Tanya Tosen, Tax and Remuneration Specialist at Remuneration Consultants, addresses five tax myths that have become popular over the years.
Many employees don’t understand the complex tax calculations that payroll applies to their earnings each month and often question these deductions. This is fuelled by tax myths that seem to have become popular over the years.
Cost-to-company is taxed higher than a basic-plus remuneration structure
This is untrue and, with the right training, employees will learn that tax is calculated on individual payroll elements of their remuneration package. The model used makes no difference.
When converting a company payroll from basic-plus to cost-to-company, neither the employee nor the business should be worse off in the end.
My entire income is taxed according to my current marginal tax rate
This is a common misconception and is completely wrong. South Africa has a progressive tax system, which means that an employee’s total remuneration is divided into several portions called “tax brackets”.
The first portion is taxed at the lowest rate of 18% and subsequent portions at progressively higher rates, up to 45%. For example, for the 2022 year of assessment a worker earning above R467 500 per annum is taxed at 36% only on the portion exceeding that base amount.
Portions below that base are taxed according to their lower associated marginal tax rates.
If my increase pushes my income into a higher tax bracket, I’m losing money because of a higher tax rate
As already shown, if an increase pushes an employee’s income into a higher tax bracket, only that portion exceeding the bracket’s base amount will be taxed at the higher rate.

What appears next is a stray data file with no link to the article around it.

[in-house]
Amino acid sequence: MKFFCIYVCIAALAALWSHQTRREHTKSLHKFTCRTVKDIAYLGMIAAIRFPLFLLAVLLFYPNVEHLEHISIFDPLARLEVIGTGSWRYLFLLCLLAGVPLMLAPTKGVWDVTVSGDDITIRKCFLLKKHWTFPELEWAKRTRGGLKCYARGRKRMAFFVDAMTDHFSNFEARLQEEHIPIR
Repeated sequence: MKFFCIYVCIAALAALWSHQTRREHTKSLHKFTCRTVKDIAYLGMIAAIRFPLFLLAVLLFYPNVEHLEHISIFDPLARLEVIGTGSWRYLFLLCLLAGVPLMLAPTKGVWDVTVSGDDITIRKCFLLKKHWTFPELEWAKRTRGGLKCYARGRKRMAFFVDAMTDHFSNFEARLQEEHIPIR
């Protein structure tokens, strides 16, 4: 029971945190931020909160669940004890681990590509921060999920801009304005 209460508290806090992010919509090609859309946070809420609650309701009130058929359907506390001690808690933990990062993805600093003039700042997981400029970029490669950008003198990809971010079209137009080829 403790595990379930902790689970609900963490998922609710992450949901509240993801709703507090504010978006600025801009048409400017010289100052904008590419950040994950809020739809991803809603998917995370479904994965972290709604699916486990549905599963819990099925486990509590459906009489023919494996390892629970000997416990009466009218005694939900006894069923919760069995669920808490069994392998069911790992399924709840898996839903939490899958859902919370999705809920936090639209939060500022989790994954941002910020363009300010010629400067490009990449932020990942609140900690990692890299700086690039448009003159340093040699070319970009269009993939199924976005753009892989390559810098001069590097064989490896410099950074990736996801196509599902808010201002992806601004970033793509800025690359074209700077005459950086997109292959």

Any amount below it continues to be taxed at the rates tied to each lower bracket. So, you can enjoy your increase without worrying you will take home less money because of it.
My annual bonus is taxed differently from the rest of my income
This is one of the most common tax myths. The fact is that employees are taxed on their total yearly earnings, based on the individual elements of their remuneration package.
While your bonus does increase your total annual earnings and may even push you into a higher tax bracket, companies typically factor this into their calculations in advance.
I’m supposed to get an age-dependent rebate
Many employees understand that they are entitled to a rebate based on their age and want to know if this is taken into account in the payroll system in their monthly PAYE deduction.
In fact, South Africa offers three age-related tax rebates, though most people only qualify for the first, namely the primary rebate, which applies to everyone below the age of 65.
For the 2022 tax year (i.e. the tax year ending on 28 February 2022) the primary rebate is R15,714. Those over 65 receive an additional rebate of R8,613, and those over 75 get another R2,871 off their annual tax bill.
The government usually increases these rebate amounts each tax year (usually in line with inflation).
This post was based on a press release issued on behalf of Tax Consulting SA.